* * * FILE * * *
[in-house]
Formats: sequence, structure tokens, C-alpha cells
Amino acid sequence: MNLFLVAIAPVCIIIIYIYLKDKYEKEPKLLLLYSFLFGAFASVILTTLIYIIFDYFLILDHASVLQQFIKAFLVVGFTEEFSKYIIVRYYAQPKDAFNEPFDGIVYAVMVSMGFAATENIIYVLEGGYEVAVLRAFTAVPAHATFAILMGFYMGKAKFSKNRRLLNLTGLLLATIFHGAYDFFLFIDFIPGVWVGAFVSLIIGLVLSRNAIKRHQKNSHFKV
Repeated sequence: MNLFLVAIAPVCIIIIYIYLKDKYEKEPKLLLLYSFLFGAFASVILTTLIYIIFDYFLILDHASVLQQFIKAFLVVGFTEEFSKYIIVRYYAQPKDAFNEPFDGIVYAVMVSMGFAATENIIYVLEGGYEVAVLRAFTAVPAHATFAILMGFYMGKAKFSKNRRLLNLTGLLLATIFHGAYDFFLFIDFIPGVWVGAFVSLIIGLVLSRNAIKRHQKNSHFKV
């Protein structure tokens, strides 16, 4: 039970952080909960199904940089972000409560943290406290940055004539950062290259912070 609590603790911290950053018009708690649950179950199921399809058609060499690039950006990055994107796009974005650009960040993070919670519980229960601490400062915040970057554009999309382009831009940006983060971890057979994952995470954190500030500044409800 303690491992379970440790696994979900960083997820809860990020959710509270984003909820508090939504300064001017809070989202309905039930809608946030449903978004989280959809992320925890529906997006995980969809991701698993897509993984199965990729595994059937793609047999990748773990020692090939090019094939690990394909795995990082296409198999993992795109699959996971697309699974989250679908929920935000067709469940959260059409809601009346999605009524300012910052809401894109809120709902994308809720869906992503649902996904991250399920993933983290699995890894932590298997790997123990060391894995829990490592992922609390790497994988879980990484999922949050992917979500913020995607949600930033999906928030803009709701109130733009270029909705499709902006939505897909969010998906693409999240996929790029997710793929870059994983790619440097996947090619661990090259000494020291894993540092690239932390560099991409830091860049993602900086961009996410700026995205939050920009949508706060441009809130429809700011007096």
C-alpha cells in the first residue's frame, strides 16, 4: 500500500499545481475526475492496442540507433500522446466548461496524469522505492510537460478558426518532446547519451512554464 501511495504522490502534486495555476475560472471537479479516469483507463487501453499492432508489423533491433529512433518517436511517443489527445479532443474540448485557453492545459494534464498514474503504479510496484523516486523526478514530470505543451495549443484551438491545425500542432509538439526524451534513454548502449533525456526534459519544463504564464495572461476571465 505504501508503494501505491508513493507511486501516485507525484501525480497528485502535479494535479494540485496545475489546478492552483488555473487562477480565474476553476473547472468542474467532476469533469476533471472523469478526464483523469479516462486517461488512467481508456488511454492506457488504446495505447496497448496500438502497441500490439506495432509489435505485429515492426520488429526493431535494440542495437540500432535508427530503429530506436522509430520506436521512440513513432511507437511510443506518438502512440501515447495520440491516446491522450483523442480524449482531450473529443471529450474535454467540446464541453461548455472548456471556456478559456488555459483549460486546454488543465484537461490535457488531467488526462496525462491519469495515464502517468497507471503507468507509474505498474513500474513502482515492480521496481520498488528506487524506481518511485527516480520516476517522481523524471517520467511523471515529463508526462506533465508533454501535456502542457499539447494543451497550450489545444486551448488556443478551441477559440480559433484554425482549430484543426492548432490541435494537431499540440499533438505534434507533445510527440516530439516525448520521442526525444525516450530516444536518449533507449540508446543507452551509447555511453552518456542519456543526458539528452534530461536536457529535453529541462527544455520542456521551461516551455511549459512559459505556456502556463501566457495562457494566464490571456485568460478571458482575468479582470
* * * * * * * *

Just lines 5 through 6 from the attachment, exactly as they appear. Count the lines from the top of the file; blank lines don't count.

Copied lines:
């Protein structure tokens, strides 16, 4: 039970952080909960199904940089972000409560943290406290940055004539950062290259912070 609590603790911290950053018009708690649950179950199921399809058609060499690039950006990055994107796009974005650009960040993070919670519980229960601490400062915040970057554009999309382009831009940006983060971890057979994952995470954190500030500044409800 303690491992379970440790696994979900960083997820809860990020959710509270984003909820508090939504300064001017809070989202309905039930809608946030449903978004989280959809992320925890529906997006995980969809991701698993897509993984199965990729595994059937793609047999990748773990020692090939090019094939690990394909795995990082296409198999993992795109699959996971697309699974989250679908929920935000067709469940959260059409809601009346999605009524300012910052809401894109809120709902994308809720869906992503649902996904991250399920993933983290699995890894932590298997790997123990060391894995829990490592992922609390790497994988879980990484999922949050992917979500913020995607949600930033999906928030803009709701109130733009270029909705499709902006939505897909969010998906693409999240996929790029997710793929870059994983790619440097996947090619661990090259000494020291894993540092690239932390560099991409830091860049993602900086961009996410700026995205939050920009949508706060441009809130429809700011007096």
C-alpha cells in the first residue's frame, strides 16, 4: 500500500499545481475526475492496442540507433500522446466548461496524469522505492510537460478558426518532446547519451512554464 501511495504522490502534486495555476475560472471537479479516469483507463487501453499492432508489423533491433529512433518517436511517443489527445479532443474540448485557453492545459494534464498514474503504479510496484523516486523526478514530470505543451495549443484551438491545425500542432509538439526524451534513454548502449533525456526534459519544463504564464495572461476571465 505504501508503494501505491508513493507511486501516485507525484501525480497528485502535479494535479494540485496545475489546478492552483488555473487562477480565474476553476473547472468542474467532476469533469476533471472523469478526464483523469479516462486517461488512467481508456488511454492506457488504446495505447496497448496500438502497441500490439506495432509489435505485429515492426520488429526493431535494440542495437540500432535508427530503429530506436522509430520506436521512440513513432511507437511510443506518438502512440501515447495520440491516446491522450483523442480524449482531450473529443471529450474535454467540446464541453461548455472548456471556456478559456488555459483549460486546454488543465484537461490535457488531467488526462496525462491519469495515464502517468497507471503507468507509474505498474513500474513502482515492480521496481520498488528506487524506481518511485527516480520516476517522481523524471517520467511523471515529463508526462506533465508533454501535456502542457499539447494543451497550450489545444486551448488556443478551441477559440480559433484554425482549430484543426492548432490541435494537431499540440499533438505534434507533445510527440516530439516525448520521442526525444525516450530516444536518449533507449540508446543507452551509447555511453552518456542519456543526458539528452534530461536536457529535453529541462527544455520542456521551461516551455511549459512559459505556456502556463501566457495562457494566464490571456485568460478571458482575468479582470